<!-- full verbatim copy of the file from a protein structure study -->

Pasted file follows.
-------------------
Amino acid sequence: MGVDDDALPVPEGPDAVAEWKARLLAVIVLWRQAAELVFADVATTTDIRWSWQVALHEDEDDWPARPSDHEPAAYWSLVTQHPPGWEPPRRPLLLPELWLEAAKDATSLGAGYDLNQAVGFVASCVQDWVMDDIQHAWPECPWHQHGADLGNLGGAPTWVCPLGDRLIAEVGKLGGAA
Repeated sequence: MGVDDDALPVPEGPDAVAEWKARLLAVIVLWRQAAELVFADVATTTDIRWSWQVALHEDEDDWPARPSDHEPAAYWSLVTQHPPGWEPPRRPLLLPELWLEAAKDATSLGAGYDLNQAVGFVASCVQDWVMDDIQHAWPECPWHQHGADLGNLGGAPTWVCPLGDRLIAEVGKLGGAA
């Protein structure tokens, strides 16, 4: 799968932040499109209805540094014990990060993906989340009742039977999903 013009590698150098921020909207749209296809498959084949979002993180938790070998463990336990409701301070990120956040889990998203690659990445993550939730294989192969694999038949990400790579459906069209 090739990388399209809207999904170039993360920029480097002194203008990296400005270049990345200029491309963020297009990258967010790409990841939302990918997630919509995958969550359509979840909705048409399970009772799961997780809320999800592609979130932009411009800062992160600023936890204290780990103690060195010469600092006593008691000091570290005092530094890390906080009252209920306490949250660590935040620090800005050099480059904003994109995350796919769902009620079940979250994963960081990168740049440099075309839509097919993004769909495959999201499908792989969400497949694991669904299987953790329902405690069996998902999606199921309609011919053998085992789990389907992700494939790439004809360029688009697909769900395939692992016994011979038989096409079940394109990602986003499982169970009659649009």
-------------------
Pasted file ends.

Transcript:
Amino acid sequence: MGVDDDALPVPEGPDAVAEWKARLLAVIVLWRQAAELVFADVATTTDIRWSWQVALHEDEDDWPARPSDHEPAAYWSLVTQHPPGWEPPRRPLLLPELWLEAAKDATSLGAGYDLNQAVGFVASCVQDWVMDDIQHAWPECPWHQHGADLGNLGGAPTWVCPLGDRLIAEVGKLGGAA
Repeated sequence: MGVDDDALPVPEGPDAVAEWKARLLAVIVLWRQAAELVFADVATTTDIRWSWQVALHEDEDDWPARPSDHEPAAYWSLVTQHPPGWEPPRRPLLLPELWLEAAKDATSLGAGYDLNQAVGFVASCVQDWVMDDIQHAWPECPWHQHGADLGNLGGAPTWVCPLGDRLIAEVGKLGGAA
């Protein structure tokens, strides 16, 4: 799968932040499109209805540094014990990060993906989340009742039977999903 013009590698150098921020909207749209296809498959084949979002993180938790070998463990336990409701301070990120956040889990998203690659990445993550939730294989192969694999038949990400790579459906069209 090739990388399209809207999904170039993360920029480097002194203008990296400005270049990345200029491309963020297009990258967010790409990841939302990918997630919509995958969550359509979840909705048409399970009772799961997780809320999800592609979130932009411009800062992160600023936890204290780990103690060195010469600092006593008691000091570290005092530094890390906080009252209920306490949250660590935040620090800005050099480059904003994109995350796919769902009620079940979250994963960081990168740049440099075309839509097919993004769909495959999201499908792989969400497949694991669904299987953790329902405690069996998902999606199921309609011919053998085992789990389907992700494939790439004809360029688009697909769900395939692992016994011979038989096409079940394109990602986003499982169970009659649009």